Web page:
Reading Games and Playing Books in the Press
Souvik Monday, April 20, 2009There's been a lot to write about but I have been lazy. Lazy? Well, not really ... besides being busy with millions of emails and job application letters, I have managed to finally conquer the Egyptians, the ever-truculent Scipii and even the indefatigable Britons with my Roman legions (all this in Rome: Total War, of course). Only two cities in Parthia stand against me but it's not too long before my legions will lay siege and conquer. Great as this achievement may be and worthy of being chronicled by none less than Livy the 2nd, it is not why I return to Ludus Ex today. A few days back, the Nottingham Trent University's press office showed interest in my research and asked me if I would agree to a press release. Being busy in my quotidian battles - in the world of applications by day and in fighting the Parthian horse archers by night - I agreed without entirely realising the importance of this. Now I know and I would really like to thank them for their interest.
The Guardian Gamesblog has now written about my research. They have even included a picture of the Inferno videogame and I'm chuffed (I was once unceremoniously ejected for suggesting that Dante's Divina Commedia was very like a videogame). I have always been a serious reader of the Gamesblog - I like its style and range. Many a time, have I wished to respond to Keith Stuart's or Alex Krotoski's posts but have always been too shy. In fact, I even met Keith at GameCity last year in the videogame quiz that he conducted ( a great quiz despite the sad memory of being totally outshone by our betters, despite Andrew and co.'s valiant efforts). Anyway, as I read the GamesBlog today, I'm having a think about Keith's comment in today's posting. The title 'Games As Valuable As Books in Terms of Literary Worth' is a comparison that is not mine - however, the fact that videogames provide a vital and much neglected perspective on our reading experience certainly is. For myself, I'd rather not go into 'value' as literary worth (which would be making a 'grandiose' claim) but rather focus on the importance of deeper readings of videogame narratives. The comment on the Gamesblog goes thus:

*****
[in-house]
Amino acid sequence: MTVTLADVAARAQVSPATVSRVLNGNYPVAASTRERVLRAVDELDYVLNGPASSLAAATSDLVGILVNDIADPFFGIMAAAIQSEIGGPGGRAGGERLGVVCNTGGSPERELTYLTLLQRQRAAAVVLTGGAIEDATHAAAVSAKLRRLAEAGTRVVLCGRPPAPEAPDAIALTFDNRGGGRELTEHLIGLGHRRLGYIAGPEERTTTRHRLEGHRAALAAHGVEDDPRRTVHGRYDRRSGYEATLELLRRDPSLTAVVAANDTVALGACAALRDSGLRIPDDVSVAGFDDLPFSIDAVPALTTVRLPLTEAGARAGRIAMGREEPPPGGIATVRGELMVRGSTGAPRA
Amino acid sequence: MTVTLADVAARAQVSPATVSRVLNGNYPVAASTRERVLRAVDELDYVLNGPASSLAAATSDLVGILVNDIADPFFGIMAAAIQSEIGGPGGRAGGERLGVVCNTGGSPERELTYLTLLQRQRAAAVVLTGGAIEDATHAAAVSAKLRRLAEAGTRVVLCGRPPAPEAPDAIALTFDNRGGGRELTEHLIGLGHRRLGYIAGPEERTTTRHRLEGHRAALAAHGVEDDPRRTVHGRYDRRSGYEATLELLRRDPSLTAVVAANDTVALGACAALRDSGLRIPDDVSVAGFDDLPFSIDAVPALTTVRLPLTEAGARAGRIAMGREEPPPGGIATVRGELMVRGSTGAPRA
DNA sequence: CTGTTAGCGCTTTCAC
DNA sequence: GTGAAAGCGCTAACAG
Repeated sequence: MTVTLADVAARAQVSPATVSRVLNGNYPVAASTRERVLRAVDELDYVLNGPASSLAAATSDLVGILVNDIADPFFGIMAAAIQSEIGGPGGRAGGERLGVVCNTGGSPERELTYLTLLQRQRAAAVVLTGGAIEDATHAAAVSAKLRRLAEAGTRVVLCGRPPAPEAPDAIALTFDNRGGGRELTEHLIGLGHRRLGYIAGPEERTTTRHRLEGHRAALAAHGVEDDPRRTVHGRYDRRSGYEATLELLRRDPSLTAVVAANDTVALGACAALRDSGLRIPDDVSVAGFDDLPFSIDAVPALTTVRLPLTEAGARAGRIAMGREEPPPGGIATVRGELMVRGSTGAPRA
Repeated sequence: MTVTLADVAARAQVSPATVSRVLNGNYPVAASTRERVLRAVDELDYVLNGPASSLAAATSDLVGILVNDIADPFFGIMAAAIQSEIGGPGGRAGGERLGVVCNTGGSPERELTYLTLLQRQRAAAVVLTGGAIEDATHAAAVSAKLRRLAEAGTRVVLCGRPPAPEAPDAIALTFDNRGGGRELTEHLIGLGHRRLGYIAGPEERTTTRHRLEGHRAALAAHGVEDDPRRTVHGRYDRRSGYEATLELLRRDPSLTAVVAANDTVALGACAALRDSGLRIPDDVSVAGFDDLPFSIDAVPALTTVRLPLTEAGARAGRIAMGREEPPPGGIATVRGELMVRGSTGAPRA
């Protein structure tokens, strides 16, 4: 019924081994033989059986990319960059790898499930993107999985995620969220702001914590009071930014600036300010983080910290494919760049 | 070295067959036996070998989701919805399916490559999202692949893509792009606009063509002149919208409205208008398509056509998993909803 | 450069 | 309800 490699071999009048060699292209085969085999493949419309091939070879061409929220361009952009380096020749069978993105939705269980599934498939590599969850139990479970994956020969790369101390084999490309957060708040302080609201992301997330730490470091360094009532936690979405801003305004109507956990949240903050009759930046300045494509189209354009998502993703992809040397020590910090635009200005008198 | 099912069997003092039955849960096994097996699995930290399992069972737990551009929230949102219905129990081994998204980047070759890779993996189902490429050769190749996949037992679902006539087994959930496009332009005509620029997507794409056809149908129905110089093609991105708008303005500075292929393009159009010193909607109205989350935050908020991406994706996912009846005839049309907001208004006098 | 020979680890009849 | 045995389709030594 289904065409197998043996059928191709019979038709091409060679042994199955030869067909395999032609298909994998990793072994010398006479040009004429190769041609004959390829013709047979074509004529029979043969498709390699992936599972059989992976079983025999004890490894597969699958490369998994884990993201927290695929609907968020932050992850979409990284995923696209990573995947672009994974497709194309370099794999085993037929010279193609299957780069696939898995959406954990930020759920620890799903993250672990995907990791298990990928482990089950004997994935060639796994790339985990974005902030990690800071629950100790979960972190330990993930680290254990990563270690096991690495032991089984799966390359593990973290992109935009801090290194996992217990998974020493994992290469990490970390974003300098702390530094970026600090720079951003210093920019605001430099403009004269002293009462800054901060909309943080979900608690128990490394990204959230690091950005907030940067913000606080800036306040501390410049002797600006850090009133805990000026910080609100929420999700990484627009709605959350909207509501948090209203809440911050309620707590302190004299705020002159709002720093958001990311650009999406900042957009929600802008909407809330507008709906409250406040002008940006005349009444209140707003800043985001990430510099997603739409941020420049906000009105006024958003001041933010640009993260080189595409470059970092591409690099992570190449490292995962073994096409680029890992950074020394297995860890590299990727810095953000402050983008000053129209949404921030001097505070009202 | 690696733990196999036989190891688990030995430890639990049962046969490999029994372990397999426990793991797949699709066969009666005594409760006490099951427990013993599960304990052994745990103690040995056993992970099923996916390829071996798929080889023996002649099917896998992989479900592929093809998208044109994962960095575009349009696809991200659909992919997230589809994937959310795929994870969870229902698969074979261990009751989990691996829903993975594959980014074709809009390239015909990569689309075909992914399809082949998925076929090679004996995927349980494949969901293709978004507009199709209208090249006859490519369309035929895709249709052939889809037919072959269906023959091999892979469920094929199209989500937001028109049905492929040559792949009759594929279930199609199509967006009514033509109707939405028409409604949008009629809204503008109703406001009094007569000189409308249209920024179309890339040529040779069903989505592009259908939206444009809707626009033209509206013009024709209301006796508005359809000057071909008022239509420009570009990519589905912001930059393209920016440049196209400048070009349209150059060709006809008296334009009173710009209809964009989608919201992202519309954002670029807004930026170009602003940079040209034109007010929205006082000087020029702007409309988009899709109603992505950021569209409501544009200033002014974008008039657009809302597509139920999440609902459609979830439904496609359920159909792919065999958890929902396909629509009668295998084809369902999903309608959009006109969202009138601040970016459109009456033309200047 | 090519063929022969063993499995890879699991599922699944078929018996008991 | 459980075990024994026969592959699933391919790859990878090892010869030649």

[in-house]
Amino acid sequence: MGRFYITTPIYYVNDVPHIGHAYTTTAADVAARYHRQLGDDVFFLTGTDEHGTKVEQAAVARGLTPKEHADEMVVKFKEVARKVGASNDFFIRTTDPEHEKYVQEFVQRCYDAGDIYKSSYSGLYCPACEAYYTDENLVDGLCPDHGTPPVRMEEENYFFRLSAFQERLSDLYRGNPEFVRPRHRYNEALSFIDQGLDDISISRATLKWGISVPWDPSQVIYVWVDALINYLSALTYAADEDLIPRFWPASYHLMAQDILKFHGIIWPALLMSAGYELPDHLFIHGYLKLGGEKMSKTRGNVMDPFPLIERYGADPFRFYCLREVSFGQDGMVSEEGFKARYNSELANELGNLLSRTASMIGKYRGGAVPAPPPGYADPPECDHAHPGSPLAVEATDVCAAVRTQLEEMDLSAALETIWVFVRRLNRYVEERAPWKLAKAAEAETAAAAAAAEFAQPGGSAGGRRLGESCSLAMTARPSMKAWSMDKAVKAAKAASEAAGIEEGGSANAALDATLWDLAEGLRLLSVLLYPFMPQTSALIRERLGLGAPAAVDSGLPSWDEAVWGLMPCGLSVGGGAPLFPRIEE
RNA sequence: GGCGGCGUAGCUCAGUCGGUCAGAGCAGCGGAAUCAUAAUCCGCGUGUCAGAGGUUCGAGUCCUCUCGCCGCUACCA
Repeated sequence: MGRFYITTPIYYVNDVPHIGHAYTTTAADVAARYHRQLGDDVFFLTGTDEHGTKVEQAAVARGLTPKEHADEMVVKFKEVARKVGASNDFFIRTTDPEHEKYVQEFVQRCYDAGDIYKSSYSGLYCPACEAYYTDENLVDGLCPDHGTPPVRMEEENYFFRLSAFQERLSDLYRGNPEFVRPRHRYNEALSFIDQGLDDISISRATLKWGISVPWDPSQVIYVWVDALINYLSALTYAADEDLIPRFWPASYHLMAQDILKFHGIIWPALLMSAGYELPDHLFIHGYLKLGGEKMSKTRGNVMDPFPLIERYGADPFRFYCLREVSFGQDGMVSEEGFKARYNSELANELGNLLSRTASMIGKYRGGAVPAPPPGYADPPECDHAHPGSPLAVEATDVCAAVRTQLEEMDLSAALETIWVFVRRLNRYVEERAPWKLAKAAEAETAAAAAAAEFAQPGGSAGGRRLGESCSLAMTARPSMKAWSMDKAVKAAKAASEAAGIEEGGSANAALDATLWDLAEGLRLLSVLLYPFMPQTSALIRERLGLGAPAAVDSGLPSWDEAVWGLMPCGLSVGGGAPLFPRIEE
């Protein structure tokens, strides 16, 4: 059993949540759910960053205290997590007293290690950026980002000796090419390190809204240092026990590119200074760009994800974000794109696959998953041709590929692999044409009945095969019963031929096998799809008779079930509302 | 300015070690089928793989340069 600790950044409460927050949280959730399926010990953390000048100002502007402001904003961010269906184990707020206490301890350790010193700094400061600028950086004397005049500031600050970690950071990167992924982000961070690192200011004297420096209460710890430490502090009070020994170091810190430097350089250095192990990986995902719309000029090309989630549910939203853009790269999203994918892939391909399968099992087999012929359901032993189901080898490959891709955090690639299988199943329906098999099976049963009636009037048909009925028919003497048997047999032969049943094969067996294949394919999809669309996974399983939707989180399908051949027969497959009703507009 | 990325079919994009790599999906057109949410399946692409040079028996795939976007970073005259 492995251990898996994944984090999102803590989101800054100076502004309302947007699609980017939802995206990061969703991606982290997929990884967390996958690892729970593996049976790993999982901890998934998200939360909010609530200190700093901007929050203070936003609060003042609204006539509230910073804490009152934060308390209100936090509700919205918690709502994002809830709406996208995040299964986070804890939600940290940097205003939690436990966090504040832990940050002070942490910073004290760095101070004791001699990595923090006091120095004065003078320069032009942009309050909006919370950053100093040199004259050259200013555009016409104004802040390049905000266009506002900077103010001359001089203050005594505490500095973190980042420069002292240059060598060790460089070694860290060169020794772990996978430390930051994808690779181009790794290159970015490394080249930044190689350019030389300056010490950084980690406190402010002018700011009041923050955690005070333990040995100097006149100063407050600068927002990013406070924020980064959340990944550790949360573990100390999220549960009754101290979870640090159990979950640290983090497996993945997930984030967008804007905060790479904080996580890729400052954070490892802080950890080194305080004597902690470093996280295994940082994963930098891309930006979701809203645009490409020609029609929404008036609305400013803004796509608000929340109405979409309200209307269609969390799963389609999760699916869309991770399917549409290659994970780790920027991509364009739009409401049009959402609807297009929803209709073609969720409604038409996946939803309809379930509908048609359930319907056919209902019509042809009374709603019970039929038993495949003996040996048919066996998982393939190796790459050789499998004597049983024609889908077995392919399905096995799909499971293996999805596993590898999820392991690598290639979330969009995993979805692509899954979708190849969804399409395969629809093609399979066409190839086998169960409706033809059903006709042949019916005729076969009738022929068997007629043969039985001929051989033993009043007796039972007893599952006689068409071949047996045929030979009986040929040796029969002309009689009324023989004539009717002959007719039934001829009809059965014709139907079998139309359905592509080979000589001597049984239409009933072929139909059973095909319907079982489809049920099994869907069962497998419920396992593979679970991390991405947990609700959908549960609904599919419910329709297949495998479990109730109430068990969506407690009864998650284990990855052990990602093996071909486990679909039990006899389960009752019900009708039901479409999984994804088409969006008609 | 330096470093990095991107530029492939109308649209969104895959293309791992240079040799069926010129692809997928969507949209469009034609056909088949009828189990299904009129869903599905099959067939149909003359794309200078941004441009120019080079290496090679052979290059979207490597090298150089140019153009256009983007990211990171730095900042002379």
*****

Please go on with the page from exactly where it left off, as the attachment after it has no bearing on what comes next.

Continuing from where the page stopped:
Hmm, I think it's rather an analytical leap to compare the provision of multiple story endings with a fully interactive experience. It's also a difficult sell in terms of the quality of video game story telling. The examples he provides are Half-Life 2, Bioshock and Assassin's Creed - all credible narrative experiences sure enough, but will we ever be dissecting a videogame plot, or its underlying meaning, with the same voracity that we approach a novel by Dickens, or George Elliot, or Stephen King?
Will we indeed? The 'analytical leap' is one that has been the bone of contention between ludologists and 'narratologists' (as the ludologists call them - they need not necessarily be clubbed with Gerard Genette etc). Multiplicity, when understood in the framework employed by the French philosopher, Gilles Deleuze, does show significant similarities between literature and videogames. Deleuze points to Kafka's stories form an 'assemblage' --- with themselves as well as with other assemblages and also how they form an assemblage in terms of time and endings. I have earlier commented on the classic example from Prince of Persia: The Sands of Time, where the Prince says, 'no no , that is not how it happened at all' thus highlighting the (non)negation of a perfectly legitimate ending. Think of a Dickens novel now (let's not go into more obviously ludic literature such as Cortazar's Hopscotch). Great Expectations originally ended with Pip and Estella not getting married but, on the suggestion of Bulwyer-Lytton, Dickens revised it giving it a happier ending - 'no no, that is not how it happened at all'. As we traverse the plot to unravel 'meaning' in a novel, there is interaction certainly (albeit of a different media-specificity, it needs to be emphasised) and there are many more temporal schemes and endings than are apparent. The videogame narrative points this out even more clearly than earlier media and instead of letting us rest content with quick conclusions like 'this is a story about Pip's love for Estella', it further problematises the very idea of narrative by pointing out the multiplicity in what is apparently single and obvious.
Whether this means that games should be taught for A-levels and GCSE I honestly do not know (would be fun though). What concerns me, however, is the academic negligence of a narrative medium (yes, the ludology-narratology debate is history) that tells us more not only about our reading experience today but also about how we have always been reading. This will change, hopefully. After all, a few years ago many institutions that now specialise in Film Studies would have been sniffy even at the very name. Mind you, even English Literature wasn't a university subject until the twentieth century despite its long and rich history.
Besides the GamesBlog, some other gaming websites have reported on my research. Some of the ones that I picked out are Gamer's Daily News and Gamezine.co.uk. Thanks a lot - it feels good to know that there is a significantly high level of interest in issues related to videogames.
'Literature is a combinatorial game that pursues the possibilities implicit in its own material [...] but it is a game that at a certain point is invested with an unexpected meaning' - Italo Calvino